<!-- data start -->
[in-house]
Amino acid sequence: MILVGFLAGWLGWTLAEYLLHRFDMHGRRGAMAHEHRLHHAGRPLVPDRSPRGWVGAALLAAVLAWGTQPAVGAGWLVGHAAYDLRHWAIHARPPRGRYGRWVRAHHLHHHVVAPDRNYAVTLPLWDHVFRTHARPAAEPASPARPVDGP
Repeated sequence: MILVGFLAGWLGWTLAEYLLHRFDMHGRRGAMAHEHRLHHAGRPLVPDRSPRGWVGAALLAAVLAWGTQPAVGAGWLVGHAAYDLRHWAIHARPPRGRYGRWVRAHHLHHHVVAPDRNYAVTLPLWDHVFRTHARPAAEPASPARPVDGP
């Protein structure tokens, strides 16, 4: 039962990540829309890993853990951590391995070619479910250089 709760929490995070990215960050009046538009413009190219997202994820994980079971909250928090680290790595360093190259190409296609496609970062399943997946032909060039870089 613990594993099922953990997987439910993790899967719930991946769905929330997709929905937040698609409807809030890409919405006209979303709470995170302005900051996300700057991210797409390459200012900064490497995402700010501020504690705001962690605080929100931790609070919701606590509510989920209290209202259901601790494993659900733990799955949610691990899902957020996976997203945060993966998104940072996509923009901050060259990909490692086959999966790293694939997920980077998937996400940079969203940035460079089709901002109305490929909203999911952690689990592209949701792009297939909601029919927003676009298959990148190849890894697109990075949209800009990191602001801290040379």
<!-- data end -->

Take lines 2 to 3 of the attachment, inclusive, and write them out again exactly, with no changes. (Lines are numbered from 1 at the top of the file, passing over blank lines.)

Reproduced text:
Amino acid sequence: MILVGFLAGWLGWTLAEYLLHRFDMHGRRGAMAHEHRLHHAGRPLVPDRSPRGWVGAALLAAVLAWGTQPAVGAGWLVGHAAYDLRHWAIHARPPRGRYGRWVRAHHLHHHVVAPDRNYAVTLPLWDHVFRTHARPAAEPASPARPVDGP
Repeated sequence: MILVGFLAGWLGWTLAEYLLHRFDMHGRRGAMAHEHRLHHAGRPLVPDRSPRGWVGAALLAAVLAWGTQPAVGAGWLVGHAAYDLRHWAIHARPPRGRYGRWVRAHHLHHHVVAPDRNYAVTLPLWDHVFRTHARPAAEPASPARPVDGP